Friday, April 25, 2008

Heights of education reach girls

Trek in Nepal will aid Little Sisters Fund

Express Staff Writer

Clockwise, Trevor Patzer with his sister Hilary (right), his aunt Gigi Siegrist (bottom left) and mother, Midge Patzer, in Bhutan in 2006. Photo by

Two years ago as Ketchum resident Midge Patzer stepped out of a car at the Noble Academy in Katmandu, Nepal, a strange little girl ran up to her.

"She was saying, 'Mama, Mama, I'm Hari. I'm your daughter,'" Patzer said. "This beautiful little face was looking at me."

This is the moment for which anybody who has sponsored a child in any part of the world dreams. Patzer's sponsorship of Hari began when she learned of the orphaned girl through the Little Sisters Fund. At the time Patzer began to sponsor her, Hari walked to school and lived eight hours outside of Kathmandu. She has now graduated.

In 1998, her son, Trevor Patzer, co-founded the Little Sisters Fund with Usha Acharya, author and wife of a former Nepalese ambassador to the United Nations. While trekking after college, he had met a girl and decided to foot the expenses of her education.

"It started with one little girl and then people were literally throwing money at him," Midge Patzer said. "He runs it full time now. He's a fund-raiser. "

The fund is a scholarship and mentoring program for motivated South Asian girls living in extreme poverty. Without fund support, these girls might be forced to discontinue school, and would be susceptible to child labor, child marriage and child trafficking (including the international sex industry).

On May 1, Midge Patzer, a counselor, author and former teacher, will fly to Katmandu to join Trevor, Jack Hetherington of Sun Valley and Twin Falls, Phil Wiltse of Seattle and Kacie Wallace of Durham, N.C. A documentary filmmaking team from NonFiction Media of Scott Squire and Amy Benson of Seattle will also join the group. They will spend a week in country before the others arrive, filming at the school and around Kathmandu.

The group will spend a day at the Noble Academy before embarking on a trek up Mera Peak, the highest non-technical climb in Nepal at 21,247 feet. The summit encompasses awe-inspiring views of Kanchenjunga and Makalu to the east, Everest and Lhotse to the north, and Ama Dablam and Cho Oyu to the west.

Patzer is only slightly wary. After all, she said, "I'm at an age where I say 'Let's go to a spa."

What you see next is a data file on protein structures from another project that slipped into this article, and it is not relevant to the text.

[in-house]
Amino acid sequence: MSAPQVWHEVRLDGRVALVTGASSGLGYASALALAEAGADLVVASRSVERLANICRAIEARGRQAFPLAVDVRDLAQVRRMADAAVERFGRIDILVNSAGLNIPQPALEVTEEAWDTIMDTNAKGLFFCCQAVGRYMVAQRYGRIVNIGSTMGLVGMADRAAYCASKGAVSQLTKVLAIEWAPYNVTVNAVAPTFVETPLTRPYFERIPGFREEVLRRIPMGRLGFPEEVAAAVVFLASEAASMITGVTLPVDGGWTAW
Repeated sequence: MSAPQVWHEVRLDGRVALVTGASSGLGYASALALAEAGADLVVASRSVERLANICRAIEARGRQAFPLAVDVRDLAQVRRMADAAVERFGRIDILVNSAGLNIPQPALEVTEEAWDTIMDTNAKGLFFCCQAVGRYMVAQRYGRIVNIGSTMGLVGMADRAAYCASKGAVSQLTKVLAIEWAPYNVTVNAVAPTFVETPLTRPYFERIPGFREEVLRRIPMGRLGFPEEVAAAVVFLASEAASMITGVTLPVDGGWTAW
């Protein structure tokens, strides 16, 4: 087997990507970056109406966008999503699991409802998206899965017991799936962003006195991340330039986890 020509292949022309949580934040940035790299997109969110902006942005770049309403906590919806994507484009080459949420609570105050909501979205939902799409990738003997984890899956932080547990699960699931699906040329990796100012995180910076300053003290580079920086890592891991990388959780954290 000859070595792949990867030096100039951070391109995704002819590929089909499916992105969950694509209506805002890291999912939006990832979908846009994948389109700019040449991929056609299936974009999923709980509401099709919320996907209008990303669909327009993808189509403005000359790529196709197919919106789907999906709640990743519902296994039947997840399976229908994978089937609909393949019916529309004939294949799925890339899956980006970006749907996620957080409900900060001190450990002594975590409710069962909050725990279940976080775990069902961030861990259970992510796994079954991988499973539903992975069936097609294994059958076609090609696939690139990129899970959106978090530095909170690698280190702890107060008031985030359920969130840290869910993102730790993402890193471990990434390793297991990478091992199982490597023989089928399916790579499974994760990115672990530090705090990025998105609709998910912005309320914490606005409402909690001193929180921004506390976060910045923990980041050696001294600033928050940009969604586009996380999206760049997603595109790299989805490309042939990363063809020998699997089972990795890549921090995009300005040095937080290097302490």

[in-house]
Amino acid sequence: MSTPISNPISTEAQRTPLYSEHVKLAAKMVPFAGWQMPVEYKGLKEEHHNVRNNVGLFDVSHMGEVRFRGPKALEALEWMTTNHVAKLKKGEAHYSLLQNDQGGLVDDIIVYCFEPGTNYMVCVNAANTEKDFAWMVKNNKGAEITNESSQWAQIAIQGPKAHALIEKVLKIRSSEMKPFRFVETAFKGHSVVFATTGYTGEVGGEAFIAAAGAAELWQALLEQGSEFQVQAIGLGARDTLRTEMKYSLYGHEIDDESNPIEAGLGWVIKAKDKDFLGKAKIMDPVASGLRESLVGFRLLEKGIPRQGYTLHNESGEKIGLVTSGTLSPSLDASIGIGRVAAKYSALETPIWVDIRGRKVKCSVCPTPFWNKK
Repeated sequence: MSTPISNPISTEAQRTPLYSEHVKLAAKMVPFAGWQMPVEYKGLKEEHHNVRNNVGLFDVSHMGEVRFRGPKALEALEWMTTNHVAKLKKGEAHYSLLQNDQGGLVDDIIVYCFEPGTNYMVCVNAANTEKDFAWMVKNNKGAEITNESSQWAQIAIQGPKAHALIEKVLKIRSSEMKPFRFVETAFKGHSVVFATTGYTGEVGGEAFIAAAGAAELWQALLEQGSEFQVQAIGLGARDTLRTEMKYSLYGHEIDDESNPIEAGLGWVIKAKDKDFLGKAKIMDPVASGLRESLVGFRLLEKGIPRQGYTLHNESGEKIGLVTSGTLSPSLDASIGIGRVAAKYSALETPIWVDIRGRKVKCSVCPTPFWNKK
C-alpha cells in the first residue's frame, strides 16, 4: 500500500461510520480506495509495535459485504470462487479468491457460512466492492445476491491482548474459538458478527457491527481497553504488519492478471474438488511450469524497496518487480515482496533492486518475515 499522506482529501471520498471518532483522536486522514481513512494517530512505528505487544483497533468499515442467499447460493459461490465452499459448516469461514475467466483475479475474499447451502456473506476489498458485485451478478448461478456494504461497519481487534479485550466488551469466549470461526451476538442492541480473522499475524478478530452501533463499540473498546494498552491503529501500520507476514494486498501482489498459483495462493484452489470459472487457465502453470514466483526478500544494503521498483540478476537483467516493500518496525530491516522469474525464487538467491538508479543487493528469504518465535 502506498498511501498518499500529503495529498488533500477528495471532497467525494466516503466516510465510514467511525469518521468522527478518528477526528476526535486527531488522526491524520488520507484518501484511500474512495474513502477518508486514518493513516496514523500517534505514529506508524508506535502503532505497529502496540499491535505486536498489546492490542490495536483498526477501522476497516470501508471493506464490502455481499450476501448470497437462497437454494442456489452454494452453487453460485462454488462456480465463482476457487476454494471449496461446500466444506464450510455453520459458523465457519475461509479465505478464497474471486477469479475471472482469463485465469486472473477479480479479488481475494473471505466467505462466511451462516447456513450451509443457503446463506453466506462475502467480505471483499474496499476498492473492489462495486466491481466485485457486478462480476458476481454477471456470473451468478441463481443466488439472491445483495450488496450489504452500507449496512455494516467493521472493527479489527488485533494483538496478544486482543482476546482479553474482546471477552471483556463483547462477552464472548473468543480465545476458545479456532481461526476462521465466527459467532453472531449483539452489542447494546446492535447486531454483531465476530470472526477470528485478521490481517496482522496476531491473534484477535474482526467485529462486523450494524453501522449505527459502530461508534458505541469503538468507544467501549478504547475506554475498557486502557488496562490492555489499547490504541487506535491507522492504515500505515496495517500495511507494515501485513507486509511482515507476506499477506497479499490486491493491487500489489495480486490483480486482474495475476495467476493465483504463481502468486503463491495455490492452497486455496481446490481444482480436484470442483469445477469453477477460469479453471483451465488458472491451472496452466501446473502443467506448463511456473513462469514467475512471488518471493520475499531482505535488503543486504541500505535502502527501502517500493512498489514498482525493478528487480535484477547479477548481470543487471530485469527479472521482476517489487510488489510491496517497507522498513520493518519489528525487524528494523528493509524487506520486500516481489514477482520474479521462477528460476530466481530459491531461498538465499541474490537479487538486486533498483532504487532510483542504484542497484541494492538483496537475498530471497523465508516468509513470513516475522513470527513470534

So how did she end up in this predicament?

"Trevor called me and said, 'I know what I want for Christmas and my birthday and Christmas after that," Midge said. "I want you to go on this climb.' It's a month. It's expensive for me—everyone has to raise money between $5 to $10,000 each to go. I fought it for awhile and finally said okay. It's the trip of a lifetime."

Trevor Patzer is hoping to raise $125,000 from the climb, which would pay for 1,000 years of a girl's education in Nepal. It takes $2,500 to fund one girl's entire education. Currently there are more than 500 girls on long-term scholarships, with another 200 expected to be enrolled by the end of this year. Of the 16 girls who have graduated from the program, eight are teachers, two have graduated from nursing school, two are working at Save the Children and four are working in the private sector.

"People love to support this," Midge said. "When they find out the money goes to the girls, they are very excited to give."

One sponsor is offering a dollar-for-dollar matching contribution up to $30,000 raised between now and the departure date of May 1.

When the team returns to Kathmandu around May 23, the Little Sisters will present a cultural show for them. The school plans it to coincide with Trevor's visits.

"What he's doing is just amazing and he does it with such integrity," Midge said. "It's the way he lives his life. You can see it in Nepal. He's so respected. What's interesting is that the girls all know the names of their sponsors. It's not about the money. It's about education."

To make a donation to the Little Sisters Fund or contribute to the Mera Peak Fundraising Climb, send a check to Trevor Patzer, Little Sisters Fund, Box 715, Ketchum, ID 83340, or go to

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